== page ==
For radionuclide diagnostic studies, they seek to select a radiopharmaceutical with the least prolonged T 1/2. This is understandable because the radial load on the patient depends on this parameter. However, a very short physical half-life is also inconvenient: it is necessary to have time to deliver RFP to the laboratory and conduct a study. The general rule is this: The drug must approach the duration of the diagnostic procedure.
As already noted, now in the laboratories the generator method of obtaining radionuclides is used more often, and in 90-95% of cases it is the radionuclide 99m Tc, which is labeled with the overwhelming majority of radiopharmaceutical preparations. In addition to radioactive technetium, 133 Xe, 67 Ga , sometimes very rarely other radionuclides are used.
RFP, the most commonly used in clinical practice.
99m Tc Albumin
|Blood flow examination|
|99m 'Tc-labeled erythrocytes||Blood flow examination|
|99m Tc-colloid (technicalite)||Liver examination|
|99m Tc-butyl-IDA (bromeside)||Examination of the bile excretory system|
|99m Tc-pyrophosphate (technophore)||Study of the skeleton|
|99m Tc-MAA||Lung examination|
|133 Xe||Lung examination|
|67 Ga-citrate||Tumorotropic drug, heart examination|
|99m Tc-sesthabit||Tumorotropic drug|
|99m Tc-monoclonal antibodies||Tumorotropic drug|
|201 T1-chloride||Study of the heart, brain, tumorotropic drug|
|99m Tc-DMSA (technical reference)||Kidney examination|
|131 T-Hippuran||Kidney examination|
|99 Tc-DTPA (pentatech)||Study of the kidneys and blood vessels|
|99m Tc-MAG-3 (technomag)||Kidney examination|
|99m Tc-pertechnetate||Thyroid and salivary gland research|
|18 F-DG||Study of the brain and heart|
|123 I-MIBG||Study of the adrenal glands|
To perform radionuclide studies, various diagnostic instruments have been developed. Regardless of their specific purpose, all these devices are arranged according to a single principle: they have a detector that converts ionizing radiation into electrical pulses, an electronic processing unit and a data representation unit. Many radiodiagnostic devices are equipped with computers and microprocessors.
Scintillators or, more rarely, gas counters are usually used as a detector. The scintillator is a substance in which light flashes-scintillations-are produced by the action of rapidly charged particles or photons. These scintillations are captured by photoelectric multipliers (PMTs), which convert light flashes into electrical signals. The scintillation crystal and the photomultiplier are placed in a protective metal casing, a collimator that limits the "field of vision" of the crystal to the size of the organ or the studied part of the patient's body.
Usually the radiodiagnostic device has several removable collimators, which the doctor chooses, depending on the research tasks. In the collimator there is one large or several small holes through which the radioactive radiation penetrates into the detector. In principle, the larger the hole in the collimator, the higher the sensitivity of the detector, i. E. Its ability to detect ionizing radiation, but at the same time its resolving power is lower, i.e. Distinguish between small sources of radiation. In modern collimators there are several tens of small holes, the position of which is chosen taking into account the optimal "vision" of the object of investigation! In devices designed to determine the radioactivity of biological samples, scintillation detectors are used in the form of so-called well counters. Inside the crystal there is a cylindrical channel into which a tube with the material to be examined is placed. Such a detector device significantly increases its ability to capture weak radiation from biological samples. To measure the radioactivity of biological fluids containing radionuclides with soft β-radiation, liquid scintillators are used.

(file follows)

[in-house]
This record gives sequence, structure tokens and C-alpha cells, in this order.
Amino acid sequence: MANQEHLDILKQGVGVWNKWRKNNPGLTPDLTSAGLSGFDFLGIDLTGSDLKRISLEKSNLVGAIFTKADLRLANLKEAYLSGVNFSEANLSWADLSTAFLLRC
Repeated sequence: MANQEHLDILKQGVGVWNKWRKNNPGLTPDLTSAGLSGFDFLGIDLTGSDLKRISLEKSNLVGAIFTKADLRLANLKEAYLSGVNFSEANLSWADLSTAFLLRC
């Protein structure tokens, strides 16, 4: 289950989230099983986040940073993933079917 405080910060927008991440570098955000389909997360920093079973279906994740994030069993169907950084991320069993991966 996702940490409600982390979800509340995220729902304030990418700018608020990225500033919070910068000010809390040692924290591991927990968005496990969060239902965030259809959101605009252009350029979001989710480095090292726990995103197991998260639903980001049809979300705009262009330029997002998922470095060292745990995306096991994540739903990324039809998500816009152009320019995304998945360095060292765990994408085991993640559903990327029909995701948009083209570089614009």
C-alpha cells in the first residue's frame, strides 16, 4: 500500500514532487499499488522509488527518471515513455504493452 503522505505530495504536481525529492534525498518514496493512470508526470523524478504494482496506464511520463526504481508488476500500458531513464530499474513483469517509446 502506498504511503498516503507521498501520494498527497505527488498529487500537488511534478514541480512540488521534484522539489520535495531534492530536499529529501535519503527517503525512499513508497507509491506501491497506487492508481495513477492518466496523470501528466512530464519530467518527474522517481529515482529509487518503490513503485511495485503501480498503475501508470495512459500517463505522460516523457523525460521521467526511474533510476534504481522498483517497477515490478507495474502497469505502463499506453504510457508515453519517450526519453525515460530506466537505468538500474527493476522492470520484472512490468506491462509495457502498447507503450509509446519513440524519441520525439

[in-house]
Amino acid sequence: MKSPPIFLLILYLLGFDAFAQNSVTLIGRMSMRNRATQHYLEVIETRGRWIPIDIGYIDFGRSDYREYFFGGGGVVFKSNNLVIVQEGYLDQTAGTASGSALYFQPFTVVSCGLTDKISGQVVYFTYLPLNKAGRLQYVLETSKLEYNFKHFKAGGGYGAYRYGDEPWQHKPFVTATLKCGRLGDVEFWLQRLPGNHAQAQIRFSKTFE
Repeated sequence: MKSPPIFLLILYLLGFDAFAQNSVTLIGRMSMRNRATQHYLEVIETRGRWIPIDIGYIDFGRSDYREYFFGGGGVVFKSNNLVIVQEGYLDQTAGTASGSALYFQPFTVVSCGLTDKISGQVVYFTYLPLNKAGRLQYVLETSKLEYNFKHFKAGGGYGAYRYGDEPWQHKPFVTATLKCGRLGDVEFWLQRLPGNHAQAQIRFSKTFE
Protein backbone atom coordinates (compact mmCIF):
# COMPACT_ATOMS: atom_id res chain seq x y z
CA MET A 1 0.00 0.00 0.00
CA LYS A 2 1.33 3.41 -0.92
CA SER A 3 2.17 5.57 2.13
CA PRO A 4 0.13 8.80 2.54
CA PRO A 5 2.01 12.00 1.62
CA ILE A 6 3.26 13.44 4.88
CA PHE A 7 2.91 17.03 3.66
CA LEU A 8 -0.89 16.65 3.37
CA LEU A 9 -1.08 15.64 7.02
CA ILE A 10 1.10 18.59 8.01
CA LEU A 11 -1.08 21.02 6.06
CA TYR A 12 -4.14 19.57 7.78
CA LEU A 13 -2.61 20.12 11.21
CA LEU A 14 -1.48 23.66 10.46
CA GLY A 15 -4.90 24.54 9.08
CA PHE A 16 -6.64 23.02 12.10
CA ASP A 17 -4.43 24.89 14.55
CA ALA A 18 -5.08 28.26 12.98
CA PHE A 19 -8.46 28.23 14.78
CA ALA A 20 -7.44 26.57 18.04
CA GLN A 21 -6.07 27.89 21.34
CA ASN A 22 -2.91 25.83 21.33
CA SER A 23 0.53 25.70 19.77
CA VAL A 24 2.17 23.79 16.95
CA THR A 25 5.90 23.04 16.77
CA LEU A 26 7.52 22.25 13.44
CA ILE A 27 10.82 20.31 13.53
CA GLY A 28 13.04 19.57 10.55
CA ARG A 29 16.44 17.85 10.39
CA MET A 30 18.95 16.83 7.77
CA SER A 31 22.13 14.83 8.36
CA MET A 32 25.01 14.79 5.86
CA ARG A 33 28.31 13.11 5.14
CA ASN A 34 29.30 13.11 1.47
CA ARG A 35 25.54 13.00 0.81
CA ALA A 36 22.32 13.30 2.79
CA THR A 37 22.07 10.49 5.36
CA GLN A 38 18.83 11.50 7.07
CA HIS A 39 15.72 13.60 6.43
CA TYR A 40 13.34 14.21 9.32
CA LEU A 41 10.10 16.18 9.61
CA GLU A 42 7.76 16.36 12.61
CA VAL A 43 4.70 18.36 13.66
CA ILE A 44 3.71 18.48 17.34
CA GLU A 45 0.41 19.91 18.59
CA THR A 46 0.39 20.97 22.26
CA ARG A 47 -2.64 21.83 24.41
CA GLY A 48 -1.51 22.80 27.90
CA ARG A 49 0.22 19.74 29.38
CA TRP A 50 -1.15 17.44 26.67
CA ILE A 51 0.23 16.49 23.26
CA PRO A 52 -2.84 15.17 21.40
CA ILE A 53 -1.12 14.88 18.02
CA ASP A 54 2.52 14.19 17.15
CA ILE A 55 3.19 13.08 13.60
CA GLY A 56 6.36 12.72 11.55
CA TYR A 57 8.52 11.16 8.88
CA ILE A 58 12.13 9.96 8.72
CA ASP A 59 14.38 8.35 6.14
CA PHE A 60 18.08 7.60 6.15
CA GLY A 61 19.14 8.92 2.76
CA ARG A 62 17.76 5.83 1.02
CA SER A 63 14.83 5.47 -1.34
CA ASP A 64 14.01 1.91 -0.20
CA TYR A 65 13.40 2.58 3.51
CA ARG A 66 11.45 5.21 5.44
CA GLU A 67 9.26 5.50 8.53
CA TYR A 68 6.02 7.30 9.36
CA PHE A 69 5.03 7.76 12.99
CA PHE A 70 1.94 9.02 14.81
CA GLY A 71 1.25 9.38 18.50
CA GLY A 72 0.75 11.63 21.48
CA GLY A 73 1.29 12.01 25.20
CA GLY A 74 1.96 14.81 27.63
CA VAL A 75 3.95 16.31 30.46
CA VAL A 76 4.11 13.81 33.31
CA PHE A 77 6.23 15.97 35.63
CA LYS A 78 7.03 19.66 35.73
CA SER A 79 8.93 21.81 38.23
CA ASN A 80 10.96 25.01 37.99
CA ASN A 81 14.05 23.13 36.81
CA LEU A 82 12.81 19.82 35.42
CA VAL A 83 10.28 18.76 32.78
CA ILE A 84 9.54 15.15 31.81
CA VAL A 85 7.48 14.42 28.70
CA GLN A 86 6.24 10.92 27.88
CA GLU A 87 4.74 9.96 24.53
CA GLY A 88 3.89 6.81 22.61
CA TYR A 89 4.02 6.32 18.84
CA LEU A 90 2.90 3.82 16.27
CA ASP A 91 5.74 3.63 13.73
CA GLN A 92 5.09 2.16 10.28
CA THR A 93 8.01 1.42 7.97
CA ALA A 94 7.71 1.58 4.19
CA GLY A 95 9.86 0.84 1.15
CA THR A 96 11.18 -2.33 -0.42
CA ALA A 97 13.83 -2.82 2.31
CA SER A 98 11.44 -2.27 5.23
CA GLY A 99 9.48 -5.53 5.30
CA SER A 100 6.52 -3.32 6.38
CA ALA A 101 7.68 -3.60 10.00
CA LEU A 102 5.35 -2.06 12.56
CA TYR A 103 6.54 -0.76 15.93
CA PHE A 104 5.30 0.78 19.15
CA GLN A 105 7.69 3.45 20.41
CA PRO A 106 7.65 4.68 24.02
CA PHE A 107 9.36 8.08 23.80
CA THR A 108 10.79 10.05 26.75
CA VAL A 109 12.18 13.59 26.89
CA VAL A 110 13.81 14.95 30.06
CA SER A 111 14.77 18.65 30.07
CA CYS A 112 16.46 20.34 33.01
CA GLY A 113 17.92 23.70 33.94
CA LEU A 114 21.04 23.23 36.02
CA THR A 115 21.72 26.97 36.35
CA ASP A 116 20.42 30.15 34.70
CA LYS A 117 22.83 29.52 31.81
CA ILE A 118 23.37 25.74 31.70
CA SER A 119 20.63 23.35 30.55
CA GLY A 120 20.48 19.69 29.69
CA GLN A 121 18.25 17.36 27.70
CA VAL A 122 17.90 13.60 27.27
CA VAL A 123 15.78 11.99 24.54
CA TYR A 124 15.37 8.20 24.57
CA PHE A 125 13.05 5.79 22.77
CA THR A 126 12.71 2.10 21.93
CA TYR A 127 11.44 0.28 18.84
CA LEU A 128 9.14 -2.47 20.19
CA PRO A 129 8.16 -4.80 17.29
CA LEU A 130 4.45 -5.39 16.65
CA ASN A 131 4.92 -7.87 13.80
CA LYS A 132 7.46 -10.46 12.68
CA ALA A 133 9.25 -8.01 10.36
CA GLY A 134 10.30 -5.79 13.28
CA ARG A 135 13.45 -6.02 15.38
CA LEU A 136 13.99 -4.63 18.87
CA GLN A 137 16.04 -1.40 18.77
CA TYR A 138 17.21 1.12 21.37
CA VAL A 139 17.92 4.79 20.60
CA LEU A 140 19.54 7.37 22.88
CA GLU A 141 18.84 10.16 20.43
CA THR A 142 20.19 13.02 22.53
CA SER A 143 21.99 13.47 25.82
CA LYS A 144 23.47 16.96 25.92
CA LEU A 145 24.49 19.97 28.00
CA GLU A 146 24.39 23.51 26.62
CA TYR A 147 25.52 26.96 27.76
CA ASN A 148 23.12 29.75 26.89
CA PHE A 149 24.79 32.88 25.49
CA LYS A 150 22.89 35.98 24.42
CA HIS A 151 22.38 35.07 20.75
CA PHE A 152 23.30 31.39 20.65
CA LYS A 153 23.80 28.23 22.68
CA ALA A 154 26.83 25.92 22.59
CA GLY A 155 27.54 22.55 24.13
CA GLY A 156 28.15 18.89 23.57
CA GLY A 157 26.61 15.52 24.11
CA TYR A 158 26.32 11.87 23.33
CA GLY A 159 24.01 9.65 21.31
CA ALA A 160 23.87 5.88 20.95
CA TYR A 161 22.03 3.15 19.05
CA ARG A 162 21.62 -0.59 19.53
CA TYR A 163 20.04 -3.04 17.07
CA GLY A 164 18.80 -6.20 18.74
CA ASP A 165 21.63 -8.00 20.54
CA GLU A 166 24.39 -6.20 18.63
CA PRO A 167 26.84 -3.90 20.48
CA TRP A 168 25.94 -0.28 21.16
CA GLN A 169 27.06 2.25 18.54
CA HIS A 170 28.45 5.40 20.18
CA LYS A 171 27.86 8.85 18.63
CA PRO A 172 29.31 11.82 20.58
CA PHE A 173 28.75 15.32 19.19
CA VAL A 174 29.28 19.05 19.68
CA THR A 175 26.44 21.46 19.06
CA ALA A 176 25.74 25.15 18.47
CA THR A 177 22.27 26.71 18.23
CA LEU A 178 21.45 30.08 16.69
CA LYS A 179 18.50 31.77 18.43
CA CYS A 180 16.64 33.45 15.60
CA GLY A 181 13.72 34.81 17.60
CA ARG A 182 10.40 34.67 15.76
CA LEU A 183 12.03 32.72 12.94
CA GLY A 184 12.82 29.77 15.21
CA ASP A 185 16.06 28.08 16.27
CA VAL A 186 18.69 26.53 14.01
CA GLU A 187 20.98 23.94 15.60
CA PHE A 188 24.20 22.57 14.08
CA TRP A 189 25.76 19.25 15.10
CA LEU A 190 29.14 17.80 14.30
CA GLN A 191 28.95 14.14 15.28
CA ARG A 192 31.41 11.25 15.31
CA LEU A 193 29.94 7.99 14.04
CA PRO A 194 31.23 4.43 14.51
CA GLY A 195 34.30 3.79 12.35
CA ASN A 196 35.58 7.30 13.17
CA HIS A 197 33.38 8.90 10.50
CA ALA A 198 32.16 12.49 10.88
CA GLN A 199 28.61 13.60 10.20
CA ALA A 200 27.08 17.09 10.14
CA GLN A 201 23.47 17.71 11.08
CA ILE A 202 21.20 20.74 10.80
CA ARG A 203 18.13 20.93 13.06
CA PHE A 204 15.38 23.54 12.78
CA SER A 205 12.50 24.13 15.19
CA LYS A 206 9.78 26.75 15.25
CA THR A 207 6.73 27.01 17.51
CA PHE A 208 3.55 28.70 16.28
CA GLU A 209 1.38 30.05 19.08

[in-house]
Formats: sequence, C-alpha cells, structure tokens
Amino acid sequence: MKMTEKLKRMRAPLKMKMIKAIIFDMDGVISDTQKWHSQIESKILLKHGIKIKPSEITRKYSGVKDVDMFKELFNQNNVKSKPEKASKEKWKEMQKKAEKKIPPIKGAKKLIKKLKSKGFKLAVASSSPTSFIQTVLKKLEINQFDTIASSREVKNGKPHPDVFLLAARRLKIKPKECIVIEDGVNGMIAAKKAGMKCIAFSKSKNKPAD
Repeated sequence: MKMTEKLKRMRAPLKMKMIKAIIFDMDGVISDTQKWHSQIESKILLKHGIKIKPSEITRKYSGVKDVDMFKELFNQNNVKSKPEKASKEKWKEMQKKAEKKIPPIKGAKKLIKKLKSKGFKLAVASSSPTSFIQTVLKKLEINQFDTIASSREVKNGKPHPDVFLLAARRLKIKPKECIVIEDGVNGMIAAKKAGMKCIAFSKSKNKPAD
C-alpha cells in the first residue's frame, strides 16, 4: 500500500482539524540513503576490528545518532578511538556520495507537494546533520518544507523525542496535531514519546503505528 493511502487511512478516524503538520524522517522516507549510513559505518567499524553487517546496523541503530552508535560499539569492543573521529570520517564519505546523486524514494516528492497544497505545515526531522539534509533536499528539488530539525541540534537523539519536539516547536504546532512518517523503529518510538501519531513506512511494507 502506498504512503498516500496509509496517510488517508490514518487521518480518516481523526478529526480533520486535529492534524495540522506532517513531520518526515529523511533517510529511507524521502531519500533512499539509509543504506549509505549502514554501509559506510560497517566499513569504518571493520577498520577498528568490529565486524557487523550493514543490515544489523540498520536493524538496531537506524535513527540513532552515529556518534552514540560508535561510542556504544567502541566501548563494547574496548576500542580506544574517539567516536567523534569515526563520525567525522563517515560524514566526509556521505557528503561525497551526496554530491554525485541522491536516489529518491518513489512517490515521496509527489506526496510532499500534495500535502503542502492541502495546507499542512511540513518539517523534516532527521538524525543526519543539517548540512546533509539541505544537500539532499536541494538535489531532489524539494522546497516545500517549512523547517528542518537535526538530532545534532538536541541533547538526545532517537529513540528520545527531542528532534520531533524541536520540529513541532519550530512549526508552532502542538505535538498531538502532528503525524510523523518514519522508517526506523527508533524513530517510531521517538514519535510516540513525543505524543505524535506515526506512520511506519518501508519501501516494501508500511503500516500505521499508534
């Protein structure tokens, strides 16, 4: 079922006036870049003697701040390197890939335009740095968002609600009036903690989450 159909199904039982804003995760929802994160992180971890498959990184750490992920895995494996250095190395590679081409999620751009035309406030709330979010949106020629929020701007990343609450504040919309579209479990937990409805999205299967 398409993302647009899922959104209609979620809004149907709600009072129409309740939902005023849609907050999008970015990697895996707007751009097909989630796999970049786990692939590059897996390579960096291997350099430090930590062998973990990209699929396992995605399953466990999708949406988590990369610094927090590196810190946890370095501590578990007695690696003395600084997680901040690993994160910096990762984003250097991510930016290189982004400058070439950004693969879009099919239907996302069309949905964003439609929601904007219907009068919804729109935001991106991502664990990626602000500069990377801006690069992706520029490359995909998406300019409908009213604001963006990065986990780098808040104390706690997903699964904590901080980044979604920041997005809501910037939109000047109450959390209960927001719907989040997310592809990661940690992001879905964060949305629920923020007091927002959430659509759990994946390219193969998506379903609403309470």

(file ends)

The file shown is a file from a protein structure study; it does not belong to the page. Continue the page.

All radionuclide diagnostic studies are divided into two large groups: studies in which RFPs are introduced into the patient's body, in vivo studies, and studies of blood, tissue fragments and patient discharge-in vitro studies.
When performing any in vivo study, the patient's psychological preparation is required. He needs to clarify the purpose of the procedure, its importance for diagnosis, and the procedure. It is especially important to emphasize the safety of the study. In special training, as a rule, there is no need. It is only necessary to warn the patient about his behavior during the study. In vivo studies, various methods of administering RFP depending on the objectives of the procedure are used. In most methods, RFP is injected primarily into the vein, much less often into the artery, organ parenchyma, and other tissues. RFP is also used orally and by inhalation (inhalation).
Indications for radionuclide research are determined by the attending physician after consultation with the radiologist. As a rule, it is performed after other clinical, laboratory and non-invasive radiation procedures, when it becomes clear the need for radionuclide data on the function and morphology of that or other organ.
Contraindications to radionuclide diagnostics are not present, there are only restrictions provided by instructions of the Ministry of Health.
Radionuclide methods distinguish between radionuclide imaging methods, radiography, clinical and laboratory radiometry.
The term "visualization" is derived from the English word "vision". They designate the acquisition of an image, in this case by radioactive nuclides. Radionuclide imaging is the creation of a picture of the spatial distribution of RFP in organs and tissues when it is introduced into the patient's body. The main method of radionuclide imaging is gamma scintigraphy (or simply scintigraphy), which is carried out on an apparatus called a gamma camera. A variant of scintigraphy performed on a special gamma camera (with a movable detector) is layered radionuclide imaging - single-photon emission tomography. Rarely, mainly because of the technical complexity of obtaining ultrashort-living positronizing radionuclides, two-photon emission tomography is also performed on a special gamma camera. Sometimes an already outdated method of radionuclide imaging is used - scanning; it is performed on an apparatus called a scanner.
, , , , , , , , , ,